No doubt a relief to all who have had the displeasure of smelling gone-off milk, a team of scientists have developed a smart tag that will change colour when food in a container goes off.
At a meeting of the American Chemical Society in Dallas, Texas, the researchers revealed their smart tag could indicate whether a carton of milk has turned sour or a can of green beans has spoiled without the need to open the containers.
The tag, which would appear on the packaging, could also be used to determine if medications and other perishable products were still active or fresh, according to the team.
The gel-like tag will be relatively inexpensive and, most importantly, safe to be around food and health products.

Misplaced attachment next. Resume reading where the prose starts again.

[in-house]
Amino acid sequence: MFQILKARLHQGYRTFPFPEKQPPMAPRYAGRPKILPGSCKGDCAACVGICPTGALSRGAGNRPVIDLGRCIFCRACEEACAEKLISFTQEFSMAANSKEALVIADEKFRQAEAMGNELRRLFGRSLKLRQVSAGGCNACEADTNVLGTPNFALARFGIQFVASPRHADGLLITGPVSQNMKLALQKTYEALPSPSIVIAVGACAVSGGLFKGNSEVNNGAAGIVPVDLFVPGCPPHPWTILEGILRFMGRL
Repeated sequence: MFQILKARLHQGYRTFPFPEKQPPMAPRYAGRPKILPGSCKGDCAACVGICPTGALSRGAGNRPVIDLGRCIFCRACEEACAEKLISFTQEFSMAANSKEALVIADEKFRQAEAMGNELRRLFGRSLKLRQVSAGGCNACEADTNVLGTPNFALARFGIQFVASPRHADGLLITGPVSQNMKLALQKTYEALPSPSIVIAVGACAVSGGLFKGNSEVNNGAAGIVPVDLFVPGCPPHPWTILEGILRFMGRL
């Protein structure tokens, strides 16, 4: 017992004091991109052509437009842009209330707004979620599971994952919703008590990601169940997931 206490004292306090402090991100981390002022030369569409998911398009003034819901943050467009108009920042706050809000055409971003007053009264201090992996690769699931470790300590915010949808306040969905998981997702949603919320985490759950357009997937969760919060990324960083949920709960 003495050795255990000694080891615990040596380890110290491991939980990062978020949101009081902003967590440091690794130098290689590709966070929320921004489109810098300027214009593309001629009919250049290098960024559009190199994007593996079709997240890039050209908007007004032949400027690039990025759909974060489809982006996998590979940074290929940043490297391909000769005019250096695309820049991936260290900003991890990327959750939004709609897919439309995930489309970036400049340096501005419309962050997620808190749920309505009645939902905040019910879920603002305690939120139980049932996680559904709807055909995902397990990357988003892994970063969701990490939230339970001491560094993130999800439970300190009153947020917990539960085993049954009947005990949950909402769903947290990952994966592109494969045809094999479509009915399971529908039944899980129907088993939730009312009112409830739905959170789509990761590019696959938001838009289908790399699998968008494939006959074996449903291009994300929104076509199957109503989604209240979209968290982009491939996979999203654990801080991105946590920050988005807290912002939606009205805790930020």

It can also be widely programmed to mimic almost all ambient-temperature deterioration processes in foods.
Chao Zhang, PhD, as lead researcher of the study, explained the colour of the tag will start off red or reddish orange, indicating freshness, but over time, the tag will change colour to orange, yellow and later green, which will indicate the food is spoiled.
Zhang and his team tested the tag’s capabilities using e.coli that would be commonly found in spoiled milk.
Although the nanorods are made of gold and silver, a tag would still be inexpensive. All the chemicals in the tiny tag cost less than one cent: US$0.002 to be exact.
“In addition, all of the reagents in the tags are nontoxic, and some of them (such as vitamin C, acetic acid, lactic acid and agar) are even edible,” Zhang said.
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